Old Adam Artists
Fay released Old Adam in Feb 2016 and wanted to share some of the thinking behind it to help people explore songs and get into their singing. Alongside making award winning albums and touring, Fay lectures in Music at The University of Sheffield.
A mesmerising singer and empathetic songwriter, working both solo and in a number of collaborative ventures, Folk-Singer-of-the-Year-2015-Nancy shares her insights into how the tradition works for people, looking at some of the deeper questions of representation.
Long time resident of Sheffield now located elsewhere, Gavin is steeped in the tradition spending time both performing and recording taraditional materials and working on educational projects with organisations like EFDSS and Halsway Manor to share his skills and knowledge.
Delightful singer and weaver of dreams, Karine has spent a lifetime working with traditional songs and developing new songs from everyday stories. From a background in community social work, Karine’s music speaks to the core emotion, opening doors and minds.
Local beer drinker and pontificator will join us for a session or two at his fancy.
Revolutionising the notion of Audience Research from a management style, ‘number of bums on seats’, Sarah really gets inside people’s minds to develop a deeper understanding of what audiences experience.
Co-editor of the Penguin Book of Folksongs and mover and shaker with The Carpenter Project, Julia shows us what can be done when it comes to researching archives and their contents and compilers.
Cohen Braithwaite Kilcoyne
Rooted in the traditions of the British Isles, and performing with a refreshing gumption, Cohen sings and plays melodeon and concertina. One third of Horizon Award nominees Granny’s Attic, Cohen also teaches and performs solo.
The King of the South Seas himself joins us – best known as bass player in bands including Full English and Seth Lakeman, Ben also plays concertina, banjo and more. His own projects are usually theme driven and always experimentally exciting.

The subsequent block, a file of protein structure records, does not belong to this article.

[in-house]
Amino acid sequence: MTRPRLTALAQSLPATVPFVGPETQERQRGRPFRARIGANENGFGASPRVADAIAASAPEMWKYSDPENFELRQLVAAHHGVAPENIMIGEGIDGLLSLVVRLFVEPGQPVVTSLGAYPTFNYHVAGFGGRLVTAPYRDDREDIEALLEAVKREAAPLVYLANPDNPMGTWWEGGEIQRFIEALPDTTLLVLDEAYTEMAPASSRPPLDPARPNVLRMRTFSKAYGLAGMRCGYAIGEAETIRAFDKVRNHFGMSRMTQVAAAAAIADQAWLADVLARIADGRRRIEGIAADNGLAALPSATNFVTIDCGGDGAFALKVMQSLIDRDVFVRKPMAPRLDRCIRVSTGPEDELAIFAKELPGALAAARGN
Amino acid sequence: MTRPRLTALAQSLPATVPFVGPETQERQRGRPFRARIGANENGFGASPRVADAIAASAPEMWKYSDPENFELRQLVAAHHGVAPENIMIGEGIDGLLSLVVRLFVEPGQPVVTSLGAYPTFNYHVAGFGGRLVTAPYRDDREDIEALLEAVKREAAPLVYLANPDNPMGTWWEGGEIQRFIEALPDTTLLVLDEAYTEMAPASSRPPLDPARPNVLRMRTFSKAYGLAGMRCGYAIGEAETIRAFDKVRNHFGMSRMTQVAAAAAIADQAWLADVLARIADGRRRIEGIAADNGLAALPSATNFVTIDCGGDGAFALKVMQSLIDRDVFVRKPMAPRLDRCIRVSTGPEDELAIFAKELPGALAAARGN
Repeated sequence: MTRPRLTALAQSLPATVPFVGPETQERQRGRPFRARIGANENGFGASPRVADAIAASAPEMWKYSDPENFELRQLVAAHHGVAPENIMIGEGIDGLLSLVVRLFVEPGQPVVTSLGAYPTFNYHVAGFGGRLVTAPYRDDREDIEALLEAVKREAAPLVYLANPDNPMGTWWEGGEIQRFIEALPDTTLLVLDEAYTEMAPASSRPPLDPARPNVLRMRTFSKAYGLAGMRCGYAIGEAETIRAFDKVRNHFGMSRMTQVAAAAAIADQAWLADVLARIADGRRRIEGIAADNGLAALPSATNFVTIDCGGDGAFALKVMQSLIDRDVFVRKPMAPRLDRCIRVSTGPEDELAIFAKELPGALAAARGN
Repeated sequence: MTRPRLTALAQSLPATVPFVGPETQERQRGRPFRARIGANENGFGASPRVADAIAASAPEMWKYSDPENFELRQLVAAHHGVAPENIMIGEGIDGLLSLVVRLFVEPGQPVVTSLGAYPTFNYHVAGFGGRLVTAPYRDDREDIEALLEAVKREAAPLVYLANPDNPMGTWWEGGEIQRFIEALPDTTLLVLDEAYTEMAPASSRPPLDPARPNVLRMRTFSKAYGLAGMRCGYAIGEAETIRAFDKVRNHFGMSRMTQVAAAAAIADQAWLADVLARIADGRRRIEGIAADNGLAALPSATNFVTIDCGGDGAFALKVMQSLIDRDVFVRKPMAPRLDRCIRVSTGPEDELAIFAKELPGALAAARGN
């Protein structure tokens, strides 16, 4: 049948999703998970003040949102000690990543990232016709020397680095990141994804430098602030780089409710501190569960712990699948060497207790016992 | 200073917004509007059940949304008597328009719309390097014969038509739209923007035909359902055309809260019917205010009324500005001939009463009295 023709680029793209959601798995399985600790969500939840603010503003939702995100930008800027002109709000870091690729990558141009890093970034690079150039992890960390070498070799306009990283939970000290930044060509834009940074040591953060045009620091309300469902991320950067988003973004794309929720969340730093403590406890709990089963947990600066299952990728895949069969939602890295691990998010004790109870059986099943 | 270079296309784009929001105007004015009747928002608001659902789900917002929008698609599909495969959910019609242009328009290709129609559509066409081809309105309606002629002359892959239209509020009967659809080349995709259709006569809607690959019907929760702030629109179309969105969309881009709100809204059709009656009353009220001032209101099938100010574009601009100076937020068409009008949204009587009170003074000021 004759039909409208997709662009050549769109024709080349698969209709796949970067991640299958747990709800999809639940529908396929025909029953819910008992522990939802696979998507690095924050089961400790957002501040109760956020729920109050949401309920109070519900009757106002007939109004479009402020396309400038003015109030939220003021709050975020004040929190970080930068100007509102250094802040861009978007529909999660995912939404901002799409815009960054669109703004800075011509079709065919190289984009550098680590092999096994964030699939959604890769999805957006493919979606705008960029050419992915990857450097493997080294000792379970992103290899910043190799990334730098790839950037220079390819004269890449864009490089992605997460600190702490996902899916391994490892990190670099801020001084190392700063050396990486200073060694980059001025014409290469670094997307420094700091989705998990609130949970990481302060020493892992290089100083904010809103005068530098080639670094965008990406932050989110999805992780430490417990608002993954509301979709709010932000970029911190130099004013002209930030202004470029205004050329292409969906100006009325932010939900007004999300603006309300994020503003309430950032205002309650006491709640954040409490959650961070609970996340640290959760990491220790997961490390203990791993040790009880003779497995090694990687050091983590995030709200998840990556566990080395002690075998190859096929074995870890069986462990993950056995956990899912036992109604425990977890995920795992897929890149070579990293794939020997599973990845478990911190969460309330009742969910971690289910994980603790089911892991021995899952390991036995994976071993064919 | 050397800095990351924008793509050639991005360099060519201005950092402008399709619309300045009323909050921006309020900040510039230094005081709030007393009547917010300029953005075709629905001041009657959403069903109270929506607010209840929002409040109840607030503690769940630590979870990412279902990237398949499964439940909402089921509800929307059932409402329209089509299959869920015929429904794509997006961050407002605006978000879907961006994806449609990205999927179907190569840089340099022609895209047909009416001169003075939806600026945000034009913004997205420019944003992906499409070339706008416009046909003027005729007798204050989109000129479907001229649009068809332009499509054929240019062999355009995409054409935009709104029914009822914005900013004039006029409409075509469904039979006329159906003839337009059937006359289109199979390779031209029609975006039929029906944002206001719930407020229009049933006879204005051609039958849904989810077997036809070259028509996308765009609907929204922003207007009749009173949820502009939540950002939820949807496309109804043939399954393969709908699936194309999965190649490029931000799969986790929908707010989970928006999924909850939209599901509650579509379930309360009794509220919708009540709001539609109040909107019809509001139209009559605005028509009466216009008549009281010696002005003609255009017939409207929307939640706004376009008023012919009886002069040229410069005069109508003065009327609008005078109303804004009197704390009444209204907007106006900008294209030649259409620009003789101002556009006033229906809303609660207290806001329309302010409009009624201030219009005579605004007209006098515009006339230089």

Lucy Wright & Simon Keegan Phipps
Two academics from The University of Sheffield, Lucy and Simon have been working on a project exploring how all things digital have affected how we do this folk thing. Previous work has included Englishness (Simon) and Carnival Morris (Lucy).
It’s not often we have an academic linguist in our fold, but The University of Sheffield’s Jane is very much one of our own – interested in how we use dialect in our singing, both past and present.
Harriet Johnson & Kate Thompson
Our own General manager Kate met Harriet singing around Sheffield. They soon became firm friends, bonding over a geeky interest in how the voice works and developed a great teaching relationship. Interested in the technicalities of how voices work, with a strong focus on the human side they’re committed to helping you enjoy getting the most out of your voice.
An enthusiastic lecturer in Biblical Studies at The University of Sheffield, Casey is interested in the ways people construct their history and how they tell those stories. A very hands on teacher, Casey will have you engaging with your own stories and traditions in no time.
Gill Loomes is a singer, musician (predominantly hammered dulcimer and English concertina), and clog dancer, from Ripponden, in the Ryburn Valley, West Yorkshire.
She has also worked for several years in disability advocacy and is a passionate autism advocate and activist. She has acted as a research consultant, notably for the International Disability Rights Monitor and theAutism Education Trust, and is a qualified teacher – specialising in Further Education for adults with learning difficulties and disabilities.
She is currently undertaking a PhD in the Department of Sociology, University of York (a socio legal study of mental capacity) and is finding that her passion for traditional story songs is informing her approach to questions of social discourse – especially the contemporary discursive representation of minority groups, such as disabled women.